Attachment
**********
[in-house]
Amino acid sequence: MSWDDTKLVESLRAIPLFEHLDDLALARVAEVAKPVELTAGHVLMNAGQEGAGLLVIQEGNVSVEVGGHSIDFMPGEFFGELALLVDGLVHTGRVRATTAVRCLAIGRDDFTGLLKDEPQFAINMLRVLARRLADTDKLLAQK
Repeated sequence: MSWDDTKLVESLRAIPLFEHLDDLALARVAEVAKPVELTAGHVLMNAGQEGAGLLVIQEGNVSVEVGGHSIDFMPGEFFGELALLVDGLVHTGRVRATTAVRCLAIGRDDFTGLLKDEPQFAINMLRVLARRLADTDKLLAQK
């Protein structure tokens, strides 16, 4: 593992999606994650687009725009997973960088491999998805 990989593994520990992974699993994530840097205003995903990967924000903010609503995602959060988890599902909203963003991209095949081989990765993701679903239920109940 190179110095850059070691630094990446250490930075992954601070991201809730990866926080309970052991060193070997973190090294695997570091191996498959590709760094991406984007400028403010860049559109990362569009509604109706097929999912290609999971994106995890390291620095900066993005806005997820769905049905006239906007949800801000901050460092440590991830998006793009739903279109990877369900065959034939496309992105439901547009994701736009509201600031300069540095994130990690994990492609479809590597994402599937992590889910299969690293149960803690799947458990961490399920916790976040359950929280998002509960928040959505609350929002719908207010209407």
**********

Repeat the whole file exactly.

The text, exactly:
[in-house]
Amino acid sequence: MSWDDTKLVESLRAIPLFEHLDDLALARVAEVAKPVELTAGHVLMNAGQEGAGLLVIQEGNVSVEVGGHSIDFMPGEFFGELALLVDGLVHTGRVRATTAVRCLAIGRDDFTGLLKDEPQFAINMLRVLARRLADTDKLLAQK
Repeated sequence: MSWDDTKLVESLRAIPLFEHLDDLALARVAEVAKPVELTAGHVLMNAGQEGAGLLVIQEGNVSVEVGGHSIDFMPGEFFGELALLVDGLVHTGRVRATTAVRCLAIGRDDFTGLLKDEPQFAINMLRVLARRLADTDKLLAQK
């Protein structure tokens, strides 16, 4: 593992999606994650687009725009997973960088491999998805 990989593994520990992974699993994530840097205003995903990967924000903010609503995602959060988890599902909203963003991209095949081989990765993701679903239920109940 190179110095850059070691630094990446250490930075992954601070991201809730990866926080309970052991060193070997973190090294695997570091191996498959590709760094991406984007400028403010860049559109990362569009509604109706097929999912290609999971994106995890390291620095900066993005806005997820769905049905006239906007949800801000901050460092440590991830998006793009739903279109990877369900065959034939496309992105439901547009994701736009509201600031300069540095994130990690994990492609479809590597994402599937992590889910299969690293149960803690799947458990961490399920916790976040359950929280998002509960928040959505609350929002719908207010209407």